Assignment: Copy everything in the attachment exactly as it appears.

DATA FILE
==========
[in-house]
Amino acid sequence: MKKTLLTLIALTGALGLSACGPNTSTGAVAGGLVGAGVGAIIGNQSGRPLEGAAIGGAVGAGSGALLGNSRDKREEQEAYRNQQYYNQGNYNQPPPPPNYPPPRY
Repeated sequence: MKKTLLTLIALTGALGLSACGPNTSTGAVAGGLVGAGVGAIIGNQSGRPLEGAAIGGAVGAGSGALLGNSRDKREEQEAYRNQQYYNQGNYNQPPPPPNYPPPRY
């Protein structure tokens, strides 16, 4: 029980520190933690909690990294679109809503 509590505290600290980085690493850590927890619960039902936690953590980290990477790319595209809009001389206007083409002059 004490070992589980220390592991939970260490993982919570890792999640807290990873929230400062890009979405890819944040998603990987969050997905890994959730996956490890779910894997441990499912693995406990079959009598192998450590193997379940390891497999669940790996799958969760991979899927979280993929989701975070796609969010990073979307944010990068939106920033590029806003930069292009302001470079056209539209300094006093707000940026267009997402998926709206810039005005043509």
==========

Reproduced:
[in-house]
Amino acid sequence: MKKTLLTLIALTGALGLSACGPNTSTGAVAGGLVGAGVGAIIGNQSGRPLEGAAIGGAVGAGSGALLGNSRDKREEQEAYRNQQYYNQGNYNQPPPPPNYPPPRY
Repeated sequence: MKKTLLTLIALTGALGLSACGPNTSTGAVAGGLVGAGVGAIIGNQSGRPLEGAAIGGAVGAGSGALLGNSRDKREEQEAYRNQQYYNQGNYNQPPPPPNYPPPRY
């Protein structure tokens, strides 16, 4: 029980520190933690909690990294679109809503 509590505290600290980085690493850590927890619960039902936690953590980290990477790319595209809009001389206007083409002059 004490070992589980220390592991939970260490993982919570890792999640807290990873929230400062890009979405890819944040998603990987969050997905890994959730996956490890779910894997441990499912693995406990079959009598192998450590193997379940390891497999669940790996799958969760991979899927979280993929989701975070796609969010990073979307944010990068939106920033590029806003930069292009302001470079056209539209300094006093707000940026267009997402998926709206810039005005043509």